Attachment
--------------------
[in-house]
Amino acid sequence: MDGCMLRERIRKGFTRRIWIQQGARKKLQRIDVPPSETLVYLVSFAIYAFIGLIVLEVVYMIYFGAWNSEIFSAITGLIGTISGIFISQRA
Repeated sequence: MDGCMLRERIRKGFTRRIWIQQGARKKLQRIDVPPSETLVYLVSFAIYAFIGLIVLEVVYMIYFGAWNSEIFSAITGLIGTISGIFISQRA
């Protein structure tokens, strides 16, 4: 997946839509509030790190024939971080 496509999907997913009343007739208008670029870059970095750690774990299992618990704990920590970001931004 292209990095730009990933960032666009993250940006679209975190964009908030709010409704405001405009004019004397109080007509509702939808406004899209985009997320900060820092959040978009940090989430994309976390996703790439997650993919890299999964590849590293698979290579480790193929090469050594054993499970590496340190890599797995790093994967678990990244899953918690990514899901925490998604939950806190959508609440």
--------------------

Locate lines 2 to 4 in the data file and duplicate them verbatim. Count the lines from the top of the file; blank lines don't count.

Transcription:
Amino acid sequence: MDGCMLRERIRKGFTRRIWIQQGARKKLQRIDVPPSETLVYLVSFAIYAFIGLIVLEVVYMIYFGAWNSEIFSAITGLIGTISGIFISQRA
Repeated sequence: MDGCMLRERIRKGFTRRIWIQQGARKKLQRIDVPPSETLVYLVSFAIYAFIGLIVLEVVYMIYFGAWNSEIFSAITGLIGTISGIFISQRA
């Protein structure tokens, strides 16, 4: 997946839509509030790190024939971080 496509999907997913009343007739208008670029870059970095750690774990299992618990704990920590970001931004 292209990095730009990933960032666009993250940006679209975190964009908030709010409704405001405009004019004397109080007509509702939808406004899209985009997320900060820092959040978009940090989430994309976390996703790439997650993919890299999964590849590293698979290579480790193929090469050594054993499970590496340190890599797995790093994967678990990244899953918690990514899901925490998604939950806190959508609440």